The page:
Wednesday, June 2, 2010
Yep, accordion lovers, the National Instrument of Texas will be celebrated this Saturday evening, June 5 in Houston at the Miller Outdoor Amphitheater for FREE.
Yep, gratis, gratis, gratis. This year's 21st Annual Accordion Kings and Queens Show opens with a 100 accordion jam. That's right.
Here's the scoop from Tara Dooley in the Houston Chronicle (click on the headline to read the story in its original form)
THE BIG SQUEEZE
The 21st annual Accordion Kings and Queens Festival includes the finals of the Big Squeeze contest and performances by stars of the accordion world.
• When: 6:30-11 p.m. Saturday. An accordion jam open to the public starts at 5:30 p.m. The competition is held after the jam.
• Where: Miller Outdoor Theatre, 6000 Hermann Park Drive in Houston
• Who: Star performers include Albert Zamora y Talento, Leroy Thomas & the Zydeco Roadrunners, Eva Ybarra and the Texas Legacy Czech Band
• Cost: Free
• Sponsored by: Texas Folklife, an Austin-based nonprofit organization that presents and preserves Texas culture
• Information: texasfolklife.org or 512-441-9255
photo of Ruben Moreno, finalist in the Big Squeeze contest, by James Nielsen, Houston Chronicle
By TARA DOOLEY Copyright 2010 Houston Chronicle
Accordion player Ruben Moreno is a finalist in the Big Squeeze Competition put on by Texas Folklife.
When it came to showcasing his accordion chops for the judges, Ruben Moreno decided to stick with the classics.
He picked out a zydeco favorite by the late legend Boozoo Chavis and a Creole number to perform in the fourth annual Big Squeeze competition, a Texas-wide showdown of young accordion talent.
“I hear something like that, something I know is traditional, and it just reels me in,” Moreno said.
“There is hope in keeping the tradition going on accordion,” he added.
The Houston native hopes to turn tradition into a career in music and one day play his own zydeco-infused melodies in great concert venues. Moreno, 20, takes the stage Saturday at Miller Outdoor Theatre in Houston with aspiring accordion players from Humble, Dallas and San Antonio for the finals of the competition, part of Texas Folklife's annual Accordion Kings and Queens Festival.
The winner takes home $1,000, a new accordion, a recording session at SugarHill Recording Studios in Houston and career support.
For Keyun Dickson of Humble, winning the competition would give him bragging rights as a new “accordion king.”
“They don't have to give me anything,” he joked. “I just want the name.”
The festival and competition are a showcase for young talent. But they also shine a spotlight on the accordion, which writer Joe Nick Patoski calls the “national instrument of Texas.”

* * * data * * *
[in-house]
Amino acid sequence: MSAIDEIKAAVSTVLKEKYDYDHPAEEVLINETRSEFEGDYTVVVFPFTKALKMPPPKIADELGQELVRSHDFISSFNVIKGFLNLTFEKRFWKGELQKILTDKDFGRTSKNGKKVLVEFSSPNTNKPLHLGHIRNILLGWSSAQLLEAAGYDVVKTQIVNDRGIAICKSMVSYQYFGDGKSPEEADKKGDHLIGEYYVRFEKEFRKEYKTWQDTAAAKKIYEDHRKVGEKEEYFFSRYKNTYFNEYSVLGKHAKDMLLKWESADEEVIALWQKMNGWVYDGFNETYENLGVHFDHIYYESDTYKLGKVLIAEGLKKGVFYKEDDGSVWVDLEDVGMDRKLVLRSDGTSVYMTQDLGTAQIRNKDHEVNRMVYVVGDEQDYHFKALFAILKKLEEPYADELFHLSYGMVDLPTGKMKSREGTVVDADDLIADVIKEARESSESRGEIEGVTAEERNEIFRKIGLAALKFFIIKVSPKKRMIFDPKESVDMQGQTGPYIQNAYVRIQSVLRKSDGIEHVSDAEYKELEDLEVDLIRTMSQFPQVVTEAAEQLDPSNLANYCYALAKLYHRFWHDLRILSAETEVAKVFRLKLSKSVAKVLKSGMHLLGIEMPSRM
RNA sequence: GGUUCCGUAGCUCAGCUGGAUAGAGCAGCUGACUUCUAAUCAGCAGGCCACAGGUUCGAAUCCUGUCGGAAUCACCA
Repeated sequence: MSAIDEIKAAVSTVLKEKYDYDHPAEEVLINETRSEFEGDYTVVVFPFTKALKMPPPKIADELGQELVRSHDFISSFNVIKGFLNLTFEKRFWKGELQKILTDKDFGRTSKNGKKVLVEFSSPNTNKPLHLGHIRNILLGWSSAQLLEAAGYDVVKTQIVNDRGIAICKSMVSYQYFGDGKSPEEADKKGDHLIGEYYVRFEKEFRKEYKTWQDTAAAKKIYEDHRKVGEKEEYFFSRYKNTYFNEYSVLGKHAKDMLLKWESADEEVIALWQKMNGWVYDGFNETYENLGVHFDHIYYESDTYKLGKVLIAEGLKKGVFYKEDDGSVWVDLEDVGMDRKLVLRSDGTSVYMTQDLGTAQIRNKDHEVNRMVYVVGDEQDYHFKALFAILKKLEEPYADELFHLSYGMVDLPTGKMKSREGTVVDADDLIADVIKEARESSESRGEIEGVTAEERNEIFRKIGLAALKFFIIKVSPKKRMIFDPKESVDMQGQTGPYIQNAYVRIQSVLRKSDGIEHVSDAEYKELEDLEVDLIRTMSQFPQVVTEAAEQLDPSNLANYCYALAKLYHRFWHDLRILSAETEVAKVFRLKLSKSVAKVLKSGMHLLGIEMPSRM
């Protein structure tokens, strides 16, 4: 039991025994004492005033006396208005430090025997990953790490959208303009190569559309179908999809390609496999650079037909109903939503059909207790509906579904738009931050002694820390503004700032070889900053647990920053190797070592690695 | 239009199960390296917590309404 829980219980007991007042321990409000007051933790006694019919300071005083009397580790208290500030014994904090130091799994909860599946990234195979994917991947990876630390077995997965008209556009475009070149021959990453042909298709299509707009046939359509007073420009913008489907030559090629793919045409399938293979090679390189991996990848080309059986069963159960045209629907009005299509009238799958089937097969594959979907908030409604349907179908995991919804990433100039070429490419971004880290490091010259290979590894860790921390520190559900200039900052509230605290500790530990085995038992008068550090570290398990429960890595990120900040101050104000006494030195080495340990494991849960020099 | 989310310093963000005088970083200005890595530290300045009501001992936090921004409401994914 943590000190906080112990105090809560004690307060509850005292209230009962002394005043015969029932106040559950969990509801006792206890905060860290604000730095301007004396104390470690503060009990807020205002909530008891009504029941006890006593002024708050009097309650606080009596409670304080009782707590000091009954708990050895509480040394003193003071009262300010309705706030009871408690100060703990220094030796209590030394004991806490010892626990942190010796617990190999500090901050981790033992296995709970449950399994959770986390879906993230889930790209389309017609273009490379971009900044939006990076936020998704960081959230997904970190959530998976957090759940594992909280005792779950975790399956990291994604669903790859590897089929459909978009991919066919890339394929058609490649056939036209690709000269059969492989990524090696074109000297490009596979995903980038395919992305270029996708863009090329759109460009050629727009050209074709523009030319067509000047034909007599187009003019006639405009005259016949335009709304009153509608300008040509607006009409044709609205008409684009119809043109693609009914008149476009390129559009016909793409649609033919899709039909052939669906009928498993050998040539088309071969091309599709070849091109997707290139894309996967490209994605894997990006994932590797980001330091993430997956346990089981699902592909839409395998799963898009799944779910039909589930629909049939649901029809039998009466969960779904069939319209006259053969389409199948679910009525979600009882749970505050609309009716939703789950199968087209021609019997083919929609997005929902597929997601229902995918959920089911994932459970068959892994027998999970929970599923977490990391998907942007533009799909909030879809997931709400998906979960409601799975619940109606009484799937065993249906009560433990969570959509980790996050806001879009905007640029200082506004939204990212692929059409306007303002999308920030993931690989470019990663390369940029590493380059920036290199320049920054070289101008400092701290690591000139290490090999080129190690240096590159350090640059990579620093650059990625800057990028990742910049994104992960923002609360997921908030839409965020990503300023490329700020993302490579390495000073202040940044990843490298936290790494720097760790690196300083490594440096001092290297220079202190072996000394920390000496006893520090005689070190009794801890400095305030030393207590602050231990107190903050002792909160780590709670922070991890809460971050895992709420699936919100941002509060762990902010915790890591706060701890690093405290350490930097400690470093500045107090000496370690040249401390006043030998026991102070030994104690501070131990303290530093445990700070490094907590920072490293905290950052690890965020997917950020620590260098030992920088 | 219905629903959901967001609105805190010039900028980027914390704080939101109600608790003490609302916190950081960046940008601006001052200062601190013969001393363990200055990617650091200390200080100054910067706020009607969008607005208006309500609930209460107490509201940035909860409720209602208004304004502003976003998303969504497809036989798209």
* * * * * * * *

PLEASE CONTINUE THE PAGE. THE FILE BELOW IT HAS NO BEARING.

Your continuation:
“There is no single instrument, including the guitar, that covers so many musical styles as lead instrument,” said Patoski, author of books on Texas icons Willie Nelson and Selena.
The instrument has found its way into Texas roots music ranging from the countrified sounds of the Tex-Czech polkas to zydeco, conjunto and some Tejano, Patoski said.
The accordion came to this continent with European immigrants in the 19th century, though there is discussion about whether it made its way to Texas through Mexico or ports such as Galveston, Patoski said.
Once it arrived, the sound grabbed attention in Texas with Czech, German and Polish polkas re-imagined for a new world. It squeezed its way into the music of Cajun and Creole people from Louisiana and the Texas-Mexican sounds of conjunto.
“With all our cultures, we live our separate lives,” Patoski said. “Music is where we intersect. We've been stealing from one another musically since those immigrants arrived with the accordion.”
Family and tradition play an important part in Jesus Zamora's accordion playing.
The 19-year-old from San Antonio grew up around conjunto music at home and at local festivals. But he didn't take up the instrument until he was 14.
“At first I wasn't really interested in it,” said Zamora, whose family moved to Texas when he was 5. “Then I started seeing the cultural meaning of it. It comes from where I was born, Mexico, and all that.”
Zamora plays conjunto classics such as Idalia, which is one of the pieces he will perform Saturday. He also performs with his mother and father at festivals in their band, called the Zamora Family.
Dickson was introduced to the accordion by his mother and grandmother.
But for him, the music was zydeco, and he started playing it at 3 and taught himself by listening to recordings by his accordion hero, Houston player Step Rideau.
At 12, he started a band called Keyun and the Zydeco Masters that now performs regularly at jazz cafes and Cajun restaurants.
Though he loves the music, playing the accordion has other benefits for an 18-year-old.
“I like all the girls that come out to this stuff,” he said.